Norway has a universally available, publicly financed (the patient’s charge is restricted to ~ 260 USD per year), and catchment area based health care system. For the present study, we used data from two psychiatric departments that had access to original EEG descriptions recorded around the time of inclusion to the BRAIN-study.

The Department of Østmarka, St. Olavs Hospital, Trondheim University Hospital included participants from 2003 through 2010 from its outpatient bipolar disorder clinic and acute psychiatric ward. Participants were referred to EEGs as part of the clinical work-up before inclusion or, if not already referred and residing within reasonable travel distance, at inclusion. Recording and assessment of EEGs were conducted at the Department of Neurology and Clinical Neurophysiology, St. Olavs Hospital, Trondheim University Hospital.

The Department of Psychosomatic Medicine, Oslo University Hospital included participants from 2008 through 2010 from psychiatric outpatient clinics in the Oslo area. Participants were referred to EEGs at inclusion. Recording and assessment of EEGs were conducted at the National Centre for Epilepsy, which is a department at the hospital.

Participants

Patients diagnosed with bipolar disorder aged ≥18 years were invited to participate in the BRAIN-study. The only exclusion criterion was inability to provide informed, written consent. We do not have data on the number of patients eligible for the BRAIN-study.

Eighty-six participants with bipolar II disorder and available original EEG descriptions recruited from the Department of Østmarka (Sample 1; n = 64) and the Department of Psychosomatic Medicine (Sample 2; n = 22) were included in the present study.

Data sources/measurements

Diagnoses of bipolar II disorder were made by trained clinicians according to the Structured Clinical Interview for DSM IV Axis I Disorders (SCID I) [18] in Sample 1 and the Mini-International Neuropsychiatric Interview (M.I.N.I.) [19] in Sample 2. In addition, the Hypomania Checklist (HCL-32) [20] was used in Sample 2 to strengthen the assessment of hypomanic symptoms.

All participants were assessed with a Norwegian adaptation of the Network Entry Questionnaire (NEQ). The NEQ is a semi-structured interview developed by the Stanley Foundation [21] covering sociodemographic factors, family history of mental disorders, medical history, pharmacological treatment, and course of illness. The Inventory of Depressive Symptoms Clinician Rated 30 (IDS-C30) [22] and the Young Mania Rating Scale (YMRS) [23] were used to determine the degree of affective symptoms at inclusion.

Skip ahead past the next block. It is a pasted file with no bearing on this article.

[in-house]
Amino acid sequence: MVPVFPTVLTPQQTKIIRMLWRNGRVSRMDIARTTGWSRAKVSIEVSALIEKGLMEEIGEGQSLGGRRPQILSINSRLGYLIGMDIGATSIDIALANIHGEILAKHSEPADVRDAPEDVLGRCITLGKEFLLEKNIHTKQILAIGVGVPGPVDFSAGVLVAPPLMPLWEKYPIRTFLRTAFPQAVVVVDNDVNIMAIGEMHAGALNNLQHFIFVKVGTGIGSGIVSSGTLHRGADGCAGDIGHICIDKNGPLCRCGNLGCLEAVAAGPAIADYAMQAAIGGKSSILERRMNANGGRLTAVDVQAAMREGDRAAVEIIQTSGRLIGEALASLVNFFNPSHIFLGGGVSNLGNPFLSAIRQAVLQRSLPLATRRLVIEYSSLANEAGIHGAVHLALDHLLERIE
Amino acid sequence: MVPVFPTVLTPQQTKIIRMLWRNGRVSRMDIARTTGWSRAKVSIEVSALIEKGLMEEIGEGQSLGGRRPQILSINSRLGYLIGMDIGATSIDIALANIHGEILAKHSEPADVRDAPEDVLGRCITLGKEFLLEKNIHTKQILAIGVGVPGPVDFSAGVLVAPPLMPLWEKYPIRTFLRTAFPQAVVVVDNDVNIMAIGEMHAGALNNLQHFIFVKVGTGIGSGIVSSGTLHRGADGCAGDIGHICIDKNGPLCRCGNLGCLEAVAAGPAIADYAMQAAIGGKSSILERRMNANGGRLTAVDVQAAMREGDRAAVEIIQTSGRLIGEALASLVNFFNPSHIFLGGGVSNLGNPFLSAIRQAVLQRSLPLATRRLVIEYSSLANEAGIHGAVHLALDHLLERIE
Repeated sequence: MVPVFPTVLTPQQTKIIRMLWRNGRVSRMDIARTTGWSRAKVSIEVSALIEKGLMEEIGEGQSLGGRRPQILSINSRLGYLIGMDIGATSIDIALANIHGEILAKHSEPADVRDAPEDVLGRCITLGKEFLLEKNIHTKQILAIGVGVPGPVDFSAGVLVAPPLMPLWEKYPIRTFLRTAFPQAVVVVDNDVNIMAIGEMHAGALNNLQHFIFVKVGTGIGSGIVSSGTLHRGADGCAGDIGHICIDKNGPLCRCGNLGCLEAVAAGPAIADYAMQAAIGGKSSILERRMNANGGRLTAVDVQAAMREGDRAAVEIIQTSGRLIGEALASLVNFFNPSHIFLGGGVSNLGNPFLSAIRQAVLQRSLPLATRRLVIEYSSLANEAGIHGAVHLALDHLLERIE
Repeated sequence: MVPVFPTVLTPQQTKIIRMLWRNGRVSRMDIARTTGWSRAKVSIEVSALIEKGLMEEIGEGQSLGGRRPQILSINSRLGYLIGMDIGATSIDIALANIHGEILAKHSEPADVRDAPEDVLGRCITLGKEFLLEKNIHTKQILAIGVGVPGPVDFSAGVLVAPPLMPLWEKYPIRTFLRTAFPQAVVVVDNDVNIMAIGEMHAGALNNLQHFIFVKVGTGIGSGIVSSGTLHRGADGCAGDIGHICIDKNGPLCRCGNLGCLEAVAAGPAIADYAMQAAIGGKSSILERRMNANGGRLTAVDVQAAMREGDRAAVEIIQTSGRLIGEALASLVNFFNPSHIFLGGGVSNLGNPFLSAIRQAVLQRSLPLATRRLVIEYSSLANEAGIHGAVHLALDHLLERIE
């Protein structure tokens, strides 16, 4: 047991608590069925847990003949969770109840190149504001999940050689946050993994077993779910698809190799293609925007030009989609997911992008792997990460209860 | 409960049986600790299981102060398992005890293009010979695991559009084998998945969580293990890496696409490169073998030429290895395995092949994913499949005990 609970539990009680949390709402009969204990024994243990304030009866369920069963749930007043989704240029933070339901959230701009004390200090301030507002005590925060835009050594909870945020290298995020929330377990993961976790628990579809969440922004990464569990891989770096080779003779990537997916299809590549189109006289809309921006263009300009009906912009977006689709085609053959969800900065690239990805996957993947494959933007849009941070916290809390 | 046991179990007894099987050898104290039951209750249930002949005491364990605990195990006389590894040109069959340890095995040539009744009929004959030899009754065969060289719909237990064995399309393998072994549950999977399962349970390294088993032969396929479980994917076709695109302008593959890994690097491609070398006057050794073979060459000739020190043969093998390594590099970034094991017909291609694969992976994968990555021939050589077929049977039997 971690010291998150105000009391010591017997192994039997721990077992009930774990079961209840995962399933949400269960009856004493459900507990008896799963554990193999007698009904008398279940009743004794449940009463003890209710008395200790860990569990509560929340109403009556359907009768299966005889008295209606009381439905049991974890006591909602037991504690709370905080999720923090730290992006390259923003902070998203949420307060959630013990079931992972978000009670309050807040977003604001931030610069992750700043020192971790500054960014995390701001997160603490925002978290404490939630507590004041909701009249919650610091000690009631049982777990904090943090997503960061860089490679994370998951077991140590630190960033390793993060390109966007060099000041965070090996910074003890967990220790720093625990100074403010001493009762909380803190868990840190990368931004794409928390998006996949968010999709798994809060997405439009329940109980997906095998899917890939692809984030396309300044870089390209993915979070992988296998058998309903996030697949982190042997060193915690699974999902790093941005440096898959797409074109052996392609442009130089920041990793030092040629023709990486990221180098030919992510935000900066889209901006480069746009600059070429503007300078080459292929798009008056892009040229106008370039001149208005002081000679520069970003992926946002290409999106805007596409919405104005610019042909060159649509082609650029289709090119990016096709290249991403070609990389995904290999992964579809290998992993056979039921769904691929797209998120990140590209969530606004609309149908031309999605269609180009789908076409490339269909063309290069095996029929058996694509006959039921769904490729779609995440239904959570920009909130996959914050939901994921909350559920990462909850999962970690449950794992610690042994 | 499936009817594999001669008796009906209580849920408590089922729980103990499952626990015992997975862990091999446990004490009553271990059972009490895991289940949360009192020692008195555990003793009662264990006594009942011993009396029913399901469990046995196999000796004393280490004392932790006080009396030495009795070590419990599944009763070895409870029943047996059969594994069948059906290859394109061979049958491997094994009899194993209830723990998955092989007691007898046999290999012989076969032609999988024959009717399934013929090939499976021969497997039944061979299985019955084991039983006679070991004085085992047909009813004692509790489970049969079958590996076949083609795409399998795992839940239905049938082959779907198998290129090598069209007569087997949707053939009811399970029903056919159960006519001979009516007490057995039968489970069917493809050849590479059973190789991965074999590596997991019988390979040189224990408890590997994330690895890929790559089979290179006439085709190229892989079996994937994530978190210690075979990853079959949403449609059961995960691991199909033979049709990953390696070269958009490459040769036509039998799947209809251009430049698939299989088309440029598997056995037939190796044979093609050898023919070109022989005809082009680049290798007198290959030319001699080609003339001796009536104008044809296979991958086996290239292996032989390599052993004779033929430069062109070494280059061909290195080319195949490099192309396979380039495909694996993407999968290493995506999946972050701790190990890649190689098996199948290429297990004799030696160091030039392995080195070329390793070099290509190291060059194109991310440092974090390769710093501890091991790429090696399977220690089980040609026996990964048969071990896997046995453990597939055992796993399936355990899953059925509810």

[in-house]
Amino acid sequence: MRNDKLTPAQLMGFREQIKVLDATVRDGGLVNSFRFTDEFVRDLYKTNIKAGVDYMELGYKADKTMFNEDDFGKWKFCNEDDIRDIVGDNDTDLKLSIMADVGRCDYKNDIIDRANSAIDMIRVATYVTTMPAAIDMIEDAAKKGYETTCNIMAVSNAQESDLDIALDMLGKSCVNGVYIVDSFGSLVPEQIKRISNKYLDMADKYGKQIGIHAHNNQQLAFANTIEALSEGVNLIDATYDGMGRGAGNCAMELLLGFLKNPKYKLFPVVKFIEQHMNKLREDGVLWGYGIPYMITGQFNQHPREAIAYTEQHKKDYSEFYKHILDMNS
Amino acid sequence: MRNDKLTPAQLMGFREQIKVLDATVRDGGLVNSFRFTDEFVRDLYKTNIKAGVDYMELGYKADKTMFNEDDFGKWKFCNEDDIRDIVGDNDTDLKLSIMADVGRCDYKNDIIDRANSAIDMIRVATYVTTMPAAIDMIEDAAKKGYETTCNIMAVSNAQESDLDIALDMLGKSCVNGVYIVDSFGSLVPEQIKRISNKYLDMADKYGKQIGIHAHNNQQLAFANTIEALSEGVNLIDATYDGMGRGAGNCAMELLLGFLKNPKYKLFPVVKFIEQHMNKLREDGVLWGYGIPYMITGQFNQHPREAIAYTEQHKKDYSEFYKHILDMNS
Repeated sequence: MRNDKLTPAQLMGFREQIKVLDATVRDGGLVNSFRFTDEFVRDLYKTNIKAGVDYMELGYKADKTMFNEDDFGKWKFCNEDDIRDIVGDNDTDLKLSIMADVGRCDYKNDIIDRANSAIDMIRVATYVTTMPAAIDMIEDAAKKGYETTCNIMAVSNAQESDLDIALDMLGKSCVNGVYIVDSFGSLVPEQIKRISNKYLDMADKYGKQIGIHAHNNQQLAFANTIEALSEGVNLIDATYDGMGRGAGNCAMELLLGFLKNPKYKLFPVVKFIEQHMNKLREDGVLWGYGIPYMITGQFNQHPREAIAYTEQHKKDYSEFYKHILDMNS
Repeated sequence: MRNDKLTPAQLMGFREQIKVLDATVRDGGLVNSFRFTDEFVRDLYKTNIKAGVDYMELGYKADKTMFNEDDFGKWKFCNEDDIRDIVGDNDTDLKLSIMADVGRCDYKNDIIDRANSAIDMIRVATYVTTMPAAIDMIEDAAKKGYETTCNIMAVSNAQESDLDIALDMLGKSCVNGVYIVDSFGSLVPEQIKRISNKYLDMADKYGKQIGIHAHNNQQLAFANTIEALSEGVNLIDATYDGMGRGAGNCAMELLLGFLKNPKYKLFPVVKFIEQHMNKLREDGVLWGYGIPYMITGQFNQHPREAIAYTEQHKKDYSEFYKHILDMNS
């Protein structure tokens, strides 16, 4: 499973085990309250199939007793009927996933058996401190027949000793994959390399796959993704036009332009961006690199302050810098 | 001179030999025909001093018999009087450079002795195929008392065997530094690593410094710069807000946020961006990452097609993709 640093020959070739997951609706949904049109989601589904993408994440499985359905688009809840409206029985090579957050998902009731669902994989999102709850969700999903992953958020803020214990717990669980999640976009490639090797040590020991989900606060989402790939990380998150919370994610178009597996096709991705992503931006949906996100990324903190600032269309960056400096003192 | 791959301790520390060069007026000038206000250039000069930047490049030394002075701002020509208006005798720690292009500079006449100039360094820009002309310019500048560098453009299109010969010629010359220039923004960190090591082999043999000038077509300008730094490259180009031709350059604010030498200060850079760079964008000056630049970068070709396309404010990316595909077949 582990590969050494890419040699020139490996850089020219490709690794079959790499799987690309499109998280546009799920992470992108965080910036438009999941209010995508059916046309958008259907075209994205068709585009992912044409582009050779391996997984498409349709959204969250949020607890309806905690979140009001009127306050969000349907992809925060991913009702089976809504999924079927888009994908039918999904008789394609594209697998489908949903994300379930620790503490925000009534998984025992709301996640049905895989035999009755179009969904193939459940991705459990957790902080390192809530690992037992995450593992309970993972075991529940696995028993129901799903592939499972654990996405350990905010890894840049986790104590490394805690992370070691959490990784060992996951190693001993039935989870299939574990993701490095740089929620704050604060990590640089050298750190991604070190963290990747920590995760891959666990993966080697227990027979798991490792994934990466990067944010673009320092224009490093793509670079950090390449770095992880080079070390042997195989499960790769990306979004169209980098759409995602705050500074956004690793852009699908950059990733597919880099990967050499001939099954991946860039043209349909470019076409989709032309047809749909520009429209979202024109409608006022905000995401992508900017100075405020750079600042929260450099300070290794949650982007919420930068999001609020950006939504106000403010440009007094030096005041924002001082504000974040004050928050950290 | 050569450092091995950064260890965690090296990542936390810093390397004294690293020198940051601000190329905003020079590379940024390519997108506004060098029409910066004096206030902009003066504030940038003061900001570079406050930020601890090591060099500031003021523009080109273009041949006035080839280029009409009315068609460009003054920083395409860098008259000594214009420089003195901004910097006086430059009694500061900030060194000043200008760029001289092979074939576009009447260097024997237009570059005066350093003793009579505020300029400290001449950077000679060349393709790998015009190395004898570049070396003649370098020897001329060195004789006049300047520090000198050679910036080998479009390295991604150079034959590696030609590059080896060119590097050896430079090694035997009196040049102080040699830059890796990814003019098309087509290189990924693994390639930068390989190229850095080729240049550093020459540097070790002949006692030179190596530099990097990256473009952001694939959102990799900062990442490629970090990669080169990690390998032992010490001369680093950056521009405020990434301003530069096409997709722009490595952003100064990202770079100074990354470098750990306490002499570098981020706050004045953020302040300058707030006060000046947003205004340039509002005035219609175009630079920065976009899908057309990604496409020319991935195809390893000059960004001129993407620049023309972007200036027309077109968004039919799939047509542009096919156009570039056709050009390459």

Clinical neurophysiologists received a standard referral to EEGs in Sample 1 (i.e. were not necessarily blinded for information from the clinical assessment) and a minimal referral in Sample 2 (i.e. were blinded for information from the clinical assessment). Scalp EEGs were recorded and assessed according to clinical protocols used at the respective departments at the time of inclusion (see Supplementary notes 1a and 1b for details). The NicoletOne EEG system (Natus Medical Inc., Ca, USA) with a sampling rate of 256 Hz was used in both samples. Electrode placements were according to the 10–20 and the 10–10 system in Samples 1 and 2 respectively. Total recording times were 20 and 90 min in Samples 1 and 2 respectively. Activation procedures included hyperventilation and photo stimulation in both samples. In both samples clinical neurophysiologists visually interpreted the EEGs and wrote a descriptive note in the medical records.

Variables

Sample characteristics

We used self-reported variables from the NEQ to describe sociodemographic factors, family history of mental disorders, medical history, and pharmacological treatment. Years of education was defined as the number of years at upper secondary schools, university colleges, and universities. A family history of schizophrenia, bipolar disorder, and depression was defined positive for each disorder if the diagnosis had previously been made in one or more 1st degree relative(s). A medical history of migraine, traumatic brain injury, and epileptic seizures was defined positive if the participant reported a previous diagnosis of the conditions. Pharmacological treatment referred to current treatment of an agent within each class (i.e. lithium, anticonvulsants, antipsychotics, antidepressants, or anxiolytics/hypnotics). Psychiatric comorbidity was assessed with the SCID 1 in Sample 1 and the M.I.N.I. with some modules from the M.I.N.I. plus (e.g. ADHD) in Sample 2. Current affective symptom burden was defined as total scores on the IDS-C30 and the YMRS.

Course of illness